Correction: The original version of the item below about VFW Post 1881 Auxiliary members making sure the Memorial Day wreath-laying ceremony would happen this year said Legionnaires had canceled it. It was VFW Post 1881 leaders who had originally decided it would not take place. The mistake was due to editor error. The Wyoming Tribune Eagle apologizes to all American Legion members in our community for the error.

UP to all of the volunteers who participated in the recent Greater Cheyenne Greenway Spring Clean-up, including those who have adopted a section of the 40-mile system year-round.

During the two-week clean-up period, volunteers removed dozens of bags worth of trash from both sides of the path. Most importantly, much of this came in the form of waste that had made its way into adjacent creeks.

As things continue to return to normal and COVID-19 pandemic restrictions slide into the rearview mirror, city staff report even more people using the 10-feet-wide concrete pathway. That makes upkeep like this even more important. Unfortunately, that increased use often means more litter left behind by people who don’t respect this amazing community amenity or our natural environment as much as these volunteers do.

With the Greenway system marking its 30th anniversary this year, we hope more people will take a bit of time this spring and summer to help out, either for an hour or two, or by deciding to become an Adopt a Spot volunteer. To learn more, contact Greenway and Park Planner Jeanie Vetter at 307-638-4379 or

UP to Veterans of Foreign Wars Post 1881 Auxiliary members for working hard to make sure the annual Memorial Day wreath-laying ceremony at Beth El Cemetery wasn’t canceled for the second year in a row.

When VFW Post leaders said they weren’t going to have the service this year due to the ongoing pandemic, Auxiliary members like Becky Poch and Air Force veteran Cheryl Shannon were both shocked and upset. But they also were determined to hold some kind of event, even if it had to be scaled back a bit.

Thankfully, the quartermaster gave his approval to carry on with the event, and the women kicked into high gear to plan the best ceremony possible in a short amount of time.

Even Mother Nature seemed to reward these efforts. By 11 a.m. Monday, the rain clouds had disappeared, and those who gathered at Beth El Cemetery were able to pay the proper respect to those who gave their lives in military service to their country. Our hats are off to everyone who made it possible.

UP to the Cheyenne City Council for voting last month to allow the Downtown Development Authority to generate its own revenue, rather than depending completely on its mill levy and whatever amount city leaders are able to contribute through the general fund budget.

While the mill levy has remained fairly steady – generating around $320,000 each year – the amount coming from the city has varied wildly in recent years. After providing $390,000 in fiscal year 2019, that amount was cut by $100,000 to $290,000 for FY 2020, then eliminated entirely for the current fiscal year, which ends June 30.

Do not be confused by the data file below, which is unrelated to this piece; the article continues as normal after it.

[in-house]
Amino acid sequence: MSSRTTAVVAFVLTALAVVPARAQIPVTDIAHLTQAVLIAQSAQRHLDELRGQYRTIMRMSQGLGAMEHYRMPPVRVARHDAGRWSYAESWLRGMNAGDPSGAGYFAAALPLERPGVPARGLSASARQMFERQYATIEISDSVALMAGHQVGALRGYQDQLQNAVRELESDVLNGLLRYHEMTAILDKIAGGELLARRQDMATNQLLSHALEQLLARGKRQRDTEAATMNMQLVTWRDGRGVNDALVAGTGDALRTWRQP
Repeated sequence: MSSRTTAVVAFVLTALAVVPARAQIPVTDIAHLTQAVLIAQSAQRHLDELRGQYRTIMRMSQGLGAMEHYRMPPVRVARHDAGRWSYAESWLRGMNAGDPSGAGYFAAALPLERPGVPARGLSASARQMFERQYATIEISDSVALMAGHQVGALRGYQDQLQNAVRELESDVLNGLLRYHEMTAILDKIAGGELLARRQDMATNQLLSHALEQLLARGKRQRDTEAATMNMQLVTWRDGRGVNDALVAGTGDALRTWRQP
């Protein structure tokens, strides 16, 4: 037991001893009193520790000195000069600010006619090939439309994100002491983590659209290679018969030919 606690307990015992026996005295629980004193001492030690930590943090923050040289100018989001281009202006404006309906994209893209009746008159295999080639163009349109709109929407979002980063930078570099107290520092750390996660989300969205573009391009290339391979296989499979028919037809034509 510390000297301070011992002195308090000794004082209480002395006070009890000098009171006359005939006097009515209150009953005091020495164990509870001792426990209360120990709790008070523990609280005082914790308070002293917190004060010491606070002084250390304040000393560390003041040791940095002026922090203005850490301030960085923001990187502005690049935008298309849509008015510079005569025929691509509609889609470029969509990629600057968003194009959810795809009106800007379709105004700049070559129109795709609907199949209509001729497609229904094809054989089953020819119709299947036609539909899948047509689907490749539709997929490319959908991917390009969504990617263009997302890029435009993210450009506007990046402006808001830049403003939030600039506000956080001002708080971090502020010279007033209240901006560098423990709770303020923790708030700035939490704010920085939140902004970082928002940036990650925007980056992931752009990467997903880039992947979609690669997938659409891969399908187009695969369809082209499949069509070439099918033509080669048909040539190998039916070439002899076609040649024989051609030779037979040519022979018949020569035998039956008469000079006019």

Under the resolution passed May 24, the DDA can make additional money through three main avenues: selling advertising space on its website and in the Visitor’s Guide to Downtown Cheyenne; selling downtown Cheyenne destination apparel and merchandise; and selling event sponsorships. These limitations were put in place because some council members were concerned the DDA might compete against its own members.

We don’t believe board members and staff would let that happen, but with current Executive Director Amber Ash announcing she is leaving the post, we understand why some might be concerned. Overall, we support the plan to open the valve slowly on such fundraising activities. If the council’s amendments prove to be too restrictive, things can be adjusted as needed.

UP to the Mayor’s Youth Council for completing a very involved year of service, including what Council Chair Emily Lucero said was “by far” the largest project the group has done in the past four years.

Each year, a group of highly motivated high-school youth between the ages of 14 and 18 meets twice a month to learn about city government and offer their opinions on policies that affect them and their peers. In the past, they have been involved in planning projects such as PlanCheyenne, the MPO Traffic Safety Summit, the Youth Activity Center at Romero Park and the development of Brimmer Skate Park.

But this year, over spring break, the council teamed up with the Downtown Development Authority to launch a small business scavenger hunt. The intent was to help struggling businesses increase foot traffic into their stores, and by all accounts, it was successful. Lucero said it “resulted in a 25% average increase in sales for the small businesses in downtown Cheyenne.”

This project, from idea to successful implementation, shows the power of our young people to make a difference. We hope it inspires more such community activism – from this year’s Mayor’s Youth Council and other groups of teens and young adults – going forward.

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